Consumer decision-making models, strategies and theories, oh my!

Published
February 2005
Author
Michael Richarme
Abstract
An overview of theories of the consumer decision-making process that aims to help marketers find the method(s) that will work best for them.

Data Use: An overview of pricing research

Published
July 2006
Author
Keith Chrzan
Abstract
The author reviews several approaches to pricing research - including price sensitivity meters, purchase intention surveys, and designed pricing experiments - and discusses their relative strengths and weaknesses.

Data Use: Arbitrary incoherence, or, a failure to replicate

Published
December 2010
Author
Stephen J. Hellebusch
Abstract
In a follow-up to his May 2010 article on the same topic, the author reports on his attempts to further investigate the impact - or lack thereof - of arbitrary coherence.

Data Use: Conjoint evolves into discrete choice modeling

Published
October 1990
Author
Robert Roy
Abstract
This article profiles discrete choice modeling which, unlike conjoint modeling, does not require pairing of all attributes. Therefore, unrealistic products are not produced. The respondent does not rate, sort or rank-order, but instead acts as if he or she is in the marketplace, selecting which product to buy.

Data Use: Determining product feature price sensitivities

Published
November 1990
Author
Joseph Curry
Abstract
This article discusses several approaches to determining customer price sensitivities – analyzing actual sales as a function of price, laboratory purchase experiments and preference studies where buyers are asked to express their purchase likelihoods for a product at various price levels. The article then describes the use and advantages of a form of conjoint analysis that allows researchers to estimate both feature prices and the overall price in order to better measure price sensitivities of consumers.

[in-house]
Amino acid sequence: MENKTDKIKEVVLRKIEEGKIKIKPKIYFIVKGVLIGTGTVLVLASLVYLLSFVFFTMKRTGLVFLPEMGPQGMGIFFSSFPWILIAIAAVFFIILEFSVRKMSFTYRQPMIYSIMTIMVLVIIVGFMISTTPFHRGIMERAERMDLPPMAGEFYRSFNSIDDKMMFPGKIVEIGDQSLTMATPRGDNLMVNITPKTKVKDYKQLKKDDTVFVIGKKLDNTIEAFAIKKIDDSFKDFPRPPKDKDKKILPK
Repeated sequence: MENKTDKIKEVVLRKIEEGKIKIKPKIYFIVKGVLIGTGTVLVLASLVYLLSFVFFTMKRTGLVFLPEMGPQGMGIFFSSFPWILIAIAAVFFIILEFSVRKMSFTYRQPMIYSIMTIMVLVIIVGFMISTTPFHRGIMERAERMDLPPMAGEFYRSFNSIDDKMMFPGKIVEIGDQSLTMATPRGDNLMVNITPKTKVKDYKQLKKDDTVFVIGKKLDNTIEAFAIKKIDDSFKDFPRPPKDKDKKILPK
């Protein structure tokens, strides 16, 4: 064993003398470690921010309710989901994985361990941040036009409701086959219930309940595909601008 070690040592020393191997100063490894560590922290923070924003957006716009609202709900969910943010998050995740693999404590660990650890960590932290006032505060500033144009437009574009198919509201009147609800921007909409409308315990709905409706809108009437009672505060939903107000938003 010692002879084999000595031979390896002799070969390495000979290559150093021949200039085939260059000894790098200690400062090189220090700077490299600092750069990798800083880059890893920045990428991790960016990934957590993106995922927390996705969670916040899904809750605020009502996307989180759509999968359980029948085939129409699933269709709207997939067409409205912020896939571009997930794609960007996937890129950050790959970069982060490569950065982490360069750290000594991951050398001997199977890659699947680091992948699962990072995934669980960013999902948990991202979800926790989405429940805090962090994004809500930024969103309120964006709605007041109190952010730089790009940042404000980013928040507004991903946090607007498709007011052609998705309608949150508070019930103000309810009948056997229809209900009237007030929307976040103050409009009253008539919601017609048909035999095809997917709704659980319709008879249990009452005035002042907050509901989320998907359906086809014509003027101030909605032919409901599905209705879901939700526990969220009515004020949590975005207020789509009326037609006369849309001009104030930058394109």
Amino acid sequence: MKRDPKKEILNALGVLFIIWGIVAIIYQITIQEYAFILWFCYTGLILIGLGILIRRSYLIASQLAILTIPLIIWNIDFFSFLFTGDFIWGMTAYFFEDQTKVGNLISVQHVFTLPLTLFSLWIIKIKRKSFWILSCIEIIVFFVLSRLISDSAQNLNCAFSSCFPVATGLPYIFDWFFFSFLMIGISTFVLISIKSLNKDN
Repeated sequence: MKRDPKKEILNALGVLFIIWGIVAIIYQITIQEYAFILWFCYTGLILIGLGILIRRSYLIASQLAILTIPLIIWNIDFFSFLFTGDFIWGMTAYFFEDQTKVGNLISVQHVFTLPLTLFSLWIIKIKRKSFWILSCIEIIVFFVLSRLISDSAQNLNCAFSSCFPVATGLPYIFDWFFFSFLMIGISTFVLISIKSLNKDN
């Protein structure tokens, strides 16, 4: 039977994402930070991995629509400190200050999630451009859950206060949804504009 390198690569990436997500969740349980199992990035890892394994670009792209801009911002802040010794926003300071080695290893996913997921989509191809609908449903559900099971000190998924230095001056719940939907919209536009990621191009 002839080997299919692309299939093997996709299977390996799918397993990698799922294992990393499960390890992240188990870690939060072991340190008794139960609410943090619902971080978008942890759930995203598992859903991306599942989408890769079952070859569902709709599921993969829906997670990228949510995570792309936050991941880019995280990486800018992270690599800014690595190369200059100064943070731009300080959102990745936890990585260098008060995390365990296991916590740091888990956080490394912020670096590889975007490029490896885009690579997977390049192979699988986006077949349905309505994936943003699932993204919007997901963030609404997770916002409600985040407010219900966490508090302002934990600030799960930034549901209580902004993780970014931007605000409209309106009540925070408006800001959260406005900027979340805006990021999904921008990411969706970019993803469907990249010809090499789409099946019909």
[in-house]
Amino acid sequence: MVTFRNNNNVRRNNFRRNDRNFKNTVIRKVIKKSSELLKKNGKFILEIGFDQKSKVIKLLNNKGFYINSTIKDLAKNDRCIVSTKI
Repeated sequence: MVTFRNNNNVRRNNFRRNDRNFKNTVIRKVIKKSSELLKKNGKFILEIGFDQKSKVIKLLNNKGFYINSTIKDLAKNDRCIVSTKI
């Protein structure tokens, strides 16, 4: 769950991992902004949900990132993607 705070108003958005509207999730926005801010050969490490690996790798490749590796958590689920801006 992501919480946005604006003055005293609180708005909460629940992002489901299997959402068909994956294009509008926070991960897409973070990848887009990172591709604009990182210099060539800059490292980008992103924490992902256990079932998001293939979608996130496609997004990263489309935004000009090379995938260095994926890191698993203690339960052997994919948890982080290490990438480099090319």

Data Use: Evaluating a market using P-E gap analysis

Published
June 2006
Author
William Bailey
Abstract
The addition of data on customer expectations and attribute importance to the gap analysis process paints a more detailed picture for companies seeking insight into the factors that customers consider during the purchase process.

Data Use: Forecasting new product market potential in the pharmaceutical industry

Published
June 2005
Author
Yilian Yaun
Abstract
A primer on an analog-based approach to forecasting new product market potential.

Data Use: Retooling a large health insurer’s pricing strategy

Published
June 2007
Author
Jen Coriell
Abstract
The article chronicles how a health insurer used workgroups to develop a pricing strategy that was sensitive to market changes and the effects of advertising and promotions.

Data Use: Seeing beyond the brand halo

Published
November 2011
Author
James A. Rohde
Abstract
The author shows how a closer look at some brand data can reveal helpful findings that would have otherwise gone unnoticed.

Data Use: The insidious top-box and its effects on measuring line share

Published
August 2008
Author
Bob Gertsley
Abstract
The popular top-box measure has serious flaws because it can mislead marketers with data that may be statistically significant but answers an irrelevant business question. Instead of relying on top-box, the author argues for choice experiments, which more accurately differentiate among similar concepts, more effectively measure cannibalization and make it easier to assess the overall impact of line extensions on a business.